awson at last! The river banks were crowded with tents
, where prospectors were camped. We tied up our boat half a mile up the Klondike River, where we hoped it would be safe. We saw all kinds of boats, each one tied to a bush or stake.
Even though we knew we were classed as Cheechakos, or newcomers, we already felt like old Sourdoughs.
“This sure doesn't look much like of a city,” exclaimed Jim. “Just a mud street with a few wooden buildings.
But anywhere we can find something to eat that we haven't cooked ourselves sounds great to me!”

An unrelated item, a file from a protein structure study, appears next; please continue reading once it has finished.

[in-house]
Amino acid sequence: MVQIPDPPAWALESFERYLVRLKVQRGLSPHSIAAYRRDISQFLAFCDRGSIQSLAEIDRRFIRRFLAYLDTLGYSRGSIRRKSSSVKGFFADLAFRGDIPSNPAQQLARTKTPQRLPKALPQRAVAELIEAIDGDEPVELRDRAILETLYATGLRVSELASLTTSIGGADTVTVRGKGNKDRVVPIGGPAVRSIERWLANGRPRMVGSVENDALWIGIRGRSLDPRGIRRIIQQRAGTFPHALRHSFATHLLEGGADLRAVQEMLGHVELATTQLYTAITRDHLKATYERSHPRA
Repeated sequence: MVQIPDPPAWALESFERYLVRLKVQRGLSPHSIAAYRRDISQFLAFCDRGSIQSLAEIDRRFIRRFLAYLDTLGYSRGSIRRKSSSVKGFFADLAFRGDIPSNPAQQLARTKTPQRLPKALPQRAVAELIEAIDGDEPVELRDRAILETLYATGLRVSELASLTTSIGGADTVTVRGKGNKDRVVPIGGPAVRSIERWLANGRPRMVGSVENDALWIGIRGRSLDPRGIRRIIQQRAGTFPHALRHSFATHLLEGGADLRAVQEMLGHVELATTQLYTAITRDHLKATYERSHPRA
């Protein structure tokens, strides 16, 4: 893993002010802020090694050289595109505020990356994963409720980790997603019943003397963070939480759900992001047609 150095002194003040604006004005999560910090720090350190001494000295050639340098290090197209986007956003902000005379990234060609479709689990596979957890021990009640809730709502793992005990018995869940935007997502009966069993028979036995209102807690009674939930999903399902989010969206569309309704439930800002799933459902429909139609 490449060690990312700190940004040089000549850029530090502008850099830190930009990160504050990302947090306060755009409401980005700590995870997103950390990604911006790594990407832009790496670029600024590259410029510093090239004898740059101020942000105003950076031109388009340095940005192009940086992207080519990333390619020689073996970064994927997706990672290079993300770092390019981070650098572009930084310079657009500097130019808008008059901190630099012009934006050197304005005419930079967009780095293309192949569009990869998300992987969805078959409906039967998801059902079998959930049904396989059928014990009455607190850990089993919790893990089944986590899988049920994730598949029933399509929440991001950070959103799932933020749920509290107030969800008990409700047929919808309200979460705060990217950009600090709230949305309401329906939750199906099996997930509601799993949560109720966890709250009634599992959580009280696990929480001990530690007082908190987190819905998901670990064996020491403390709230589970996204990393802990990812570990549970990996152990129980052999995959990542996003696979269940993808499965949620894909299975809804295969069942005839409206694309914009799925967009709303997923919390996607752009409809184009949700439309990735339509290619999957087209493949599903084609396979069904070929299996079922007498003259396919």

Nevertheless, we could feel the excitement of the place, and understand what people
meant when they talked about “Klondike Fever.” But our stomachs
were still empty, so we stopped at the first restaurant we saw, where large, handwritten letters proclaimed:
A big stack of flapjacks, with bacon and coffee, made us feel considerably
better. After we finished I said, “Well, fellas, now we'd better get
down to business building that log cabin, so we'll have a headquarters.
Even though it seems as if spring has just begun, we all know that winter is less than three months away.“
Dave and I had agreed to build one with Art and Ted, two men we had met
along the way. “Let's look around here and see what we can find first,” Ted suggested.
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